I’ve been streaking now for
100 118 days. . . (I fully intended to finish this on day 100 but fell asleep while writing. Over two weeks later, I am finally getting back to it.)
Inspired by the Runner’s World Magazine’s challenge (http://www.runnersworld.com/tag/rwrunstreak) to “run at least one mile per day, every day, from Memorial Day to Independence Day” (40 consecutive days of running), I set out on my streak journey on May 26, 2014. Those 40 days flew by, and before I knew it, Independence Day had come and gone. I am not sure when or why, but at some point I made the decision to keep streaking until I could streak no more. Here I am, 118 days later, still going strong.
As I was on my 100th-day run, I reflected upon my streaking journey. Even though I hadn’t thought about it much, I suddenly became very aware that I had grown as a runner over the last few months (for somebody that struggled to run a mile just over two short years ago, this is a pretty big deal) but even more so, I had grown as a person (for somebody that works hard at being a better human, this is even a bigger deal.) Despite the difficulties of this streak, I am so completely grateful for every step, both literally and figuratively, of the journey so far.
Here are a just few of the realizations I’ve had about the last few months. . .
1. I have gained the confidence to run in shorts, in public, in front of people. As a former overweight, eating-disordered person with body image issues, I cannot explain to you in this short blog what this means to me. The funny thing is, I don’t weigh much less than I did last shorts season but the confidence I have gained from running every day has given me the courage to run in shorts and more importantly, to be totally okay with however I look or wherever I jiggle. Perhaps though, most importantly, is the fact that somewhere over those 100 days I finally gave up being concerned about what others might think of my less than perfect, bright white, jiggly legs, and I just run. I just run! For a person like me, this kind of freedom is incredible.
2. Running every day has made me mental rockstar. There are some of you reading this that know EXACTLY what I mean when I say this. Even though there are days that I only run for a mile, the discipline of getting out there–regardless of what is going on in my head or my heart–forces my mental muscles to do work. And we all know what happens when we do work, we get stronger. Some days I use every ounce of mental muscle that I have just to just physically get through my run and other days I use my run time to reflect, plan, create, grieve, pray, give thanks, and gain focus. Then, there are some days when I just let my mind run free and I focus on soaking up every drop of beauty surrounding me. A couple of weeks ago, I even ran through a full-blown, grief-fueled anxiety attack. 4.7 miles later I was feeling fine and was grateful for the ability to overcome. (More on that run at a later date.) Being a mental rockstar doesn’t mean I don’t have struggles–because obviously I do have big ones–but having the mental capacity to deal with them and still thrive is something that I cherish.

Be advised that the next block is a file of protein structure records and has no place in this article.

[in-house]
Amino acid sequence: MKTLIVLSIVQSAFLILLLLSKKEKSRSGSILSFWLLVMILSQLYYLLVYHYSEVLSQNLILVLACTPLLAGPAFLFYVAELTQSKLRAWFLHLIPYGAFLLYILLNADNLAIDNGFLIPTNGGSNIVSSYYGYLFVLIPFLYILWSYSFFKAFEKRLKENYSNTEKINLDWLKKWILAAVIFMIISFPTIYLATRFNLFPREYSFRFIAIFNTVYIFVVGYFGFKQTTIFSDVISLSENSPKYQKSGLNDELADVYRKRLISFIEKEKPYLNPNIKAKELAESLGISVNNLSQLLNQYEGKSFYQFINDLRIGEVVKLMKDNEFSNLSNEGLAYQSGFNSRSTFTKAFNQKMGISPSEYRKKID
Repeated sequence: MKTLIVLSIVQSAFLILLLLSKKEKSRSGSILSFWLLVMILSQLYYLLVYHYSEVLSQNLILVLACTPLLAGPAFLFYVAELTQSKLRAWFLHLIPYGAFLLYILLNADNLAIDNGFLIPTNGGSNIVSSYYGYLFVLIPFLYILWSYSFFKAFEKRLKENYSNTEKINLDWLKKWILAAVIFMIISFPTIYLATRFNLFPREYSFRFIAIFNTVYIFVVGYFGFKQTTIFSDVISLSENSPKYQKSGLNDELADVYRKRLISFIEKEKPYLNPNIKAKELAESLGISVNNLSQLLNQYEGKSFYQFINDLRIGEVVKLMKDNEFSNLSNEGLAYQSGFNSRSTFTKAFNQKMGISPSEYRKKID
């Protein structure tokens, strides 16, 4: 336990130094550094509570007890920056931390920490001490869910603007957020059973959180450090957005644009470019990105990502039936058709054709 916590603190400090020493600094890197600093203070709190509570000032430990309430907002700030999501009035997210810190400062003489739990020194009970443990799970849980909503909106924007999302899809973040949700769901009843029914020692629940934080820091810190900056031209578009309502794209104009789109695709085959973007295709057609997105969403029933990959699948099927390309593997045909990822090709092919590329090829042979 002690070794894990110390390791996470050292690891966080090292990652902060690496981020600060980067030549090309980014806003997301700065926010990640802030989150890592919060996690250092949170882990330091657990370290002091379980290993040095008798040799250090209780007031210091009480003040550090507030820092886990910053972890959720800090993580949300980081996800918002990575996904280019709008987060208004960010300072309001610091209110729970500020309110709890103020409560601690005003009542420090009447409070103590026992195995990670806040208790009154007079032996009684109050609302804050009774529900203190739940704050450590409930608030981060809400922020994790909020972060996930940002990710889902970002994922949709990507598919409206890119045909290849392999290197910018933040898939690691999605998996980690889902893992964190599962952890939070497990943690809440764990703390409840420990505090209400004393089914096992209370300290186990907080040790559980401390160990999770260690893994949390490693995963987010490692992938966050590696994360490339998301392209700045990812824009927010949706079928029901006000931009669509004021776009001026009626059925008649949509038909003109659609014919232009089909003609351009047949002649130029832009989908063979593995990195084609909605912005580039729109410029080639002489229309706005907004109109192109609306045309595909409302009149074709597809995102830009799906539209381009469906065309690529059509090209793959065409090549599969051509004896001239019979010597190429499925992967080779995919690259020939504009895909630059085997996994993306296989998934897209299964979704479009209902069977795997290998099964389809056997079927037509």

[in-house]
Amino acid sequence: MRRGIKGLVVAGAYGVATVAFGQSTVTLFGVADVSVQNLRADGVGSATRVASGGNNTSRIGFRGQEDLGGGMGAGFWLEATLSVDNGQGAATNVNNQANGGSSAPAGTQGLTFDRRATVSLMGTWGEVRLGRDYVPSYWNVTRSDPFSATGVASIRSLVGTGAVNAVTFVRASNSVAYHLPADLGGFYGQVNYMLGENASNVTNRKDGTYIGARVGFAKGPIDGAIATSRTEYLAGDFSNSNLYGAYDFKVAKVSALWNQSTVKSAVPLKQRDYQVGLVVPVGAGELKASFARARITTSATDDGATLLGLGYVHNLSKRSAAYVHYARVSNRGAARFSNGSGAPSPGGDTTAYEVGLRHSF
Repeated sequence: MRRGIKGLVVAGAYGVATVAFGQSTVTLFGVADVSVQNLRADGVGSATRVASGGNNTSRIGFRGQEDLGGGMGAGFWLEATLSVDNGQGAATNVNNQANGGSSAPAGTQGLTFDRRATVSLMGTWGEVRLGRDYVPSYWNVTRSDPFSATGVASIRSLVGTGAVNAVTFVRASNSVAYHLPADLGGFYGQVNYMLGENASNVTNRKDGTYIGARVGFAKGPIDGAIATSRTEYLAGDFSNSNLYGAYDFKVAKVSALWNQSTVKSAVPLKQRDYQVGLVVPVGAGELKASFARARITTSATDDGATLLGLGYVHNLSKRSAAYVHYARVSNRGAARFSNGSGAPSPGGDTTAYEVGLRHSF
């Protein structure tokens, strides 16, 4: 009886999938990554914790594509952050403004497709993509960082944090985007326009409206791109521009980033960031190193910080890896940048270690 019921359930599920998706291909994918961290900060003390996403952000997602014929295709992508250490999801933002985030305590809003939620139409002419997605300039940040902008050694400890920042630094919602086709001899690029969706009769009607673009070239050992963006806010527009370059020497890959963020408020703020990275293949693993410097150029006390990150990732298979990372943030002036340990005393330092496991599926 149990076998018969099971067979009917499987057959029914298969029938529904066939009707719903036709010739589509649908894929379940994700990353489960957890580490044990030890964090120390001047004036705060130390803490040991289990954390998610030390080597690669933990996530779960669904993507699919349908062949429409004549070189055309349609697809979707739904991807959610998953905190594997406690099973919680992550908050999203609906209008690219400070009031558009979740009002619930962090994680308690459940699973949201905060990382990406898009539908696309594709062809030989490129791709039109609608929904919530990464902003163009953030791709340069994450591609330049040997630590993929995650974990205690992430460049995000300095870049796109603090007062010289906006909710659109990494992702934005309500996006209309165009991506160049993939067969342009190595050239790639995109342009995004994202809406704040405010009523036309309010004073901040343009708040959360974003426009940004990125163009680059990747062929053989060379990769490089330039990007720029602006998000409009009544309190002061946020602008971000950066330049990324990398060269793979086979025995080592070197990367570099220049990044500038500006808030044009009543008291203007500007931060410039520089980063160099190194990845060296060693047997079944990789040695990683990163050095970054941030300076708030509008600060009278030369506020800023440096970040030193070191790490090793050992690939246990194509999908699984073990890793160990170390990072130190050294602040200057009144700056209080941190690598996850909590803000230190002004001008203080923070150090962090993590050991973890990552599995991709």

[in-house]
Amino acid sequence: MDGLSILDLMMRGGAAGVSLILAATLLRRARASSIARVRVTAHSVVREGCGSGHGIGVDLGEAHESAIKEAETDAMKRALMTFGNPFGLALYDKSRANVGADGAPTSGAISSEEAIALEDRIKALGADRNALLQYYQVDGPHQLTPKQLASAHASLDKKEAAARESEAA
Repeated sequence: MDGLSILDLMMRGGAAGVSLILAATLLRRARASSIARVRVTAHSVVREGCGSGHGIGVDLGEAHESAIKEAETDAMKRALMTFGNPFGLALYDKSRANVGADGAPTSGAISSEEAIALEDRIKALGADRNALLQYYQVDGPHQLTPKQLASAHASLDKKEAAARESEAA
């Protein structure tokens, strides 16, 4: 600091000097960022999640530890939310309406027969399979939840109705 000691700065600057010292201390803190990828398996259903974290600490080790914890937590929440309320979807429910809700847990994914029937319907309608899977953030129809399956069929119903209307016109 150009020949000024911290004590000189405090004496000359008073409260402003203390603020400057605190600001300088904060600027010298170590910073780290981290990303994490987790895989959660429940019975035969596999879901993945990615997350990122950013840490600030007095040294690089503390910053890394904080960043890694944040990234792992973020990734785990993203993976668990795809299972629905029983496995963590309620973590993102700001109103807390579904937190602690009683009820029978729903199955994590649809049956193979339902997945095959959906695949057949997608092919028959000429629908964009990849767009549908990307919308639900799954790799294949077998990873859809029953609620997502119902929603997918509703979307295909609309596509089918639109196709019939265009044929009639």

3. Running every day has made me physically stronger. I suppose that almost goes without saying right? That moving every day would make a person stronger? I am not the fastest or lightest on my feet but I can move for hours when I need to. Knowing this gives me the confidence to tackle physical challenges that I wouldn’t have previously. Which leads me to the next thing. . .
4. Running every day has given me the confidence to tackle physical challenges that I wouldn’t have had the courage to say yes to previously. Case in point. . .Ragnar. It has been just over a month since I had the amazing experience of being part of a Ragnar team. (In a nutshell, we relay ran 204 miles over two days.) I got the call to join when a last minute vacancy came up on a team of local runners, most of whom I did not know. Even though I was extremely nervous, hadn’t been training for the running I would need to do, and had a desperate need not to let a team full of strangers down, I still knew that I could do it. I had been logging the miles and had the mental strength to complete the challenge which enabled me to muster the courage to say yes. I am happy to report it was one of the very best yesses I have uttered. (More on this awesome, life-changing journey at a later date as well.)
5. Running every day has given me the opportunity to get to know my body well. I have learned when I can keep pushing myself and when I need to back off. I have learned when to step up the miles and when to ease off. I have learned how to hydrate and fuel my body for longer runs and have learned that I won’t die without water on the shorter ones. I have learned that some days my body feels like I’m young and other days, it feels like what I imagine it would feel like to be really old. Some days I feel like it’s my first day running, and other days, my I feel like I could go on forever. Every time I run, I learn something new about my body and its capabilities. Knowing my body’s strengths and weaknesses is empowering.
Although this journey has had many challenges so far, and despite the fact that I can procrastinate a run for hours (for instance, I have been dragging out the writing of this all morning), I have yet to regret a single run. EVER. Besides. . .the benefits have far outweighed the challenges. As of now, I have no plans to stop streaking. I guess I’ll know when the time has come, but until that day is upon me, I plan to make the most of every single mile and give thanks every step of the way. And now, I’m off to run. . .